Guevara added that there has been success with some programs targeting Latinos, including Faithful Families, which encourages nutrition and exercise through religious congregations.
More broadly, health experts pointed to a concentration of chronic diseases among lower-income residents who are present in even the wealthiest areas.
Eva Turbiner, president and CEO of Zufall Health, said income inequality underlies health problems in New Jersey’s wealthier counties. She noted that thousands of area residents work multiple jobs without sick leave or vacation days, which makes it difficult for them to get medical or behavioral healthcare.
She would like to see county-level policies supporting paid sick leave and getting people who aren’t legally authorized to be in the country paid “on the books,” with benefits.
Robert L. Parker, CEO of behavioral health provider New Bridge Services, said linking behavioral healthcare with other medical services is essential to making broader improvements in health. This is particularly true for the “superutilizers” who account for a large share of healthcare services and spending, he said.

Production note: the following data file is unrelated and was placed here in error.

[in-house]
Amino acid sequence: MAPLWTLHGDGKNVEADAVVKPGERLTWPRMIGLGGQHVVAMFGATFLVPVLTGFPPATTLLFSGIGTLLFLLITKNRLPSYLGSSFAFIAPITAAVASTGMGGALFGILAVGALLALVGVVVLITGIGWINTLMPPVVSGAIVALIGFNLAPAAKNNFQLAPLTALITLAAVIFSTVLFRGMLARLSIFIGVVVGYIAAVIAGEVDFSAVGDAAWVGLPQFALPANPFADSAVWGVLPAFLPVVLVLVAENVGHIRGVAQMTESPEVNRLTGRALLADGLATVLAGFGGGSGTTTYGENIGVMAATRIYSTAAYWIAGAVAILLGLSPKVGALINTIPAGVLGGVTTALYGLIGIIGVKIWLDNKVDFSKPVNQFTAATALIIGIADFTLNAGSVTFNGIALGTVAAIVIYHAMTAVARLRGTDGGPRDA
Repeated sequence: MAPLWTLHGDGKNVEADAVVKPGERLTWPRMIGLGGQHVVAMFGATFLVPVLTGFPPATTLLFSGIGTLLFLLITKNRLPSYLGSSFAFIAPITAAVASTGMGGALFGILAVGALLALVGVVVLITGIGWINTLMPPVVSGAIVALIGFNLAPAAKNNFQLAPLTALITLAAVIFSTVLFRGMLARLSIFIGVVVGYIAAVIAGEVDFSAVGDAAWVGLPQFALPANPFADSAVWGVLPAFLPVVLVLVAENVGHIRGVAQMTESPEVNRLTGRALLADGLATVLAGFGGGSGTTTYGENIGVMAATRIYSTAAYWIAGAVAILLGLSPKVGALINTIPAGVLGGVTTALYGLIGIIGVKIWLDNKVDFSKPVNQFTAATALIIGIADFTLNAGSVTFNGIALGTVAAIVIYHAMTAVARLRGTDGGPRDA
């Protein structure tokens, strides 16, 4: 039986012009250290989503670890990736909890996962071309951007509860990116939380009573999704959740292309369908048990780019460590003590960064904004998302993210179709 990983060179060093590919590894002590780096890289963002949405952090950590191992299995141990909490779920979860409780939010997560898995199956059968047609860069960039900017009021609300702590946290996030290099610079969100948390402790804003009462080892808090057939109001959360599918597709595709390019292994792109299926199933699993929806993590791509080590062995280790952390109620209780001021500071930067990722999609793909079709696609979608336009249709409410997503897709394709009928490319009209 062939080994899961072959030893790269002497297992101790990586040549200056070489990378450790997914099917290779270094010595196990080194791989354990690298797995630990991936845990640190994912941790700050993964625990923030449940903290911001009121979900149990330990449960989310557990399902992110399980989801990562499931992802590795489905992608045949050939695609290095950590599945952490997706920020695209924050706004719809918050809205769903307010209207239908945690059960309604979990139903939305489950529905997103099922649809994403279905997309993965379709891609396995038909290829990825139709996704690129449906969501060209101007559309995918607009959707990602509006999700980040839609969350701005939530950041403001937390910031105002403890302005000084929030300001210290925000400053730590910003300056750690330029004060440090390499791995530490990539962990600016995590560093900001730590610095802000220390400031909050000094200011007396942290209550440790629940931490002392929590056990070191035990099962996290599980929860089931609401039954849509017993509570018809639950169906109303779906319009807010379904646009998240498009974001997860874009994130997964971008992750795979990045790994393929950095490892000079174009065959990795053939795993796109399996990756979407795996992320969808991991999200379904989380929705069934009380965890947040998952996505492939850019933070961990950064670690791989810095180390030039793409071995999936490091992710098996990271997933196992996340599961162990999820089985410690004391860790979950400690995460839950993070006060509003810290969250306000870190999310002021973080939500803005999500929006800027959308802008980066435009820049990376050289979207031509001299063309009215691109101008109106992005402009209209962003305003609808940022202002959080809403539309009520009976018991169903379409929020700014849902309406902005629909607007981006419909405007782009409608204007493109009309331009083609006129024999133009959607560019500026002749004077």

Parker noted that the federal law guaranteeing that behavioral health and other medical care are equally accessible is still being implemented.
Bob Atkins, who directs the Robert Wood Johnson Foundation’s New Jersey Health Initiatives, said the work being done by the groups collaborating in Morris County is an example of what the foundation is seeking to encourage throughout the state.
The foundation recently announced that it is expanding its Communities Moving to Action program to 10 more communities in 2016. The program, which provides $200,000 to help form local health-focused coalitions, announced itsin July. The North Jersey Health Collaborative was one of the grant winners in that round.
Disclosure: The Robert Wood Johnson Foundation provides funding for NJ Spotlight’s health coverage.